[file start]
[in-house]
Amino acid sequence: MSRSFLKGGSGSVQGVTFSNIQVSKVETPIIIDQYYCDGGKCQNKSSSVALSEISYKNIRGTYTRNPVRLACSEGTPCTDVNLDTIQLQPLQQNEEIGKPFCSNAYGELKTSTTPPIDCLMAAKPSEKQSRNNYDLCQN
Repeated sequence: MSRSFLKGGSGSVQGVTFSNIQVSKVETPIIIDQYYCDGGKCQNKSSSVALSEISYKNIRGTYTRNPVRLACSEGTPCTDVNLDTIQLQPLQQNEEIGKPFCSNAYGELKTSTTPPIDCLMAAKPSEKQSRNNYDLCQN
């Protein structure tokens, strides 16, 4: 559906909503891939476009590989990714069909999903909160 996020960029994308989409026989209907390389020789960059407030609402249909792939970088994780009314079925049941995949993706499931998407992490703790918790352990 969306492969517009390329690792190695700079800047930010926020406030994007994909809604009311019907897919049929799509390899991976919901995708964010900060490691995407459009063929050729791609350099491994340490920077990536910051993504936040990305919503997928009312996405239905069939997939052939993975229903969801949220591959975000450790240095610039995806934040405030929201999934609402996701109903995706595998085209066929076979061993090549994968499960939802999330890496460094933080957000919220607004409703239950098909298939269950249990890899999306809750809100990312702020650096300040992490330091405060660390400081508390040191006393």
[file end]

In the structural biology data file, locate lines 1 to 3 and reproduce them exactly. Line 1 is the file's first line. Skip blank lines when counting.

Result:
[in-house]
Amino acid sequence: MSRSFLKGGSGSVQGVTFSNIQVSKVETPIIIDQYYCDGGKCQNKSSSVALSEISYKNIRGTYTRNPVRLACSEGTPCTDVNLDTIQLQPLQQNEEIGKPFCSNAYGELKTSTTPPIDCLMAAKPSEKQSRNNYDLCQN
Repeated sequence: MSRSFLKGGSGSVQGVTFSNIQVSKVETPIIIDQYYCDGGKCQNKSSSVALSEISYKNIRGTYTRNPVRLACSEGTPCTDVNLDTIQLQPLQQNEEIGKPFCSNAYGELKTSTTPPIDCLMAAKPSEKQSRNNYDLCQN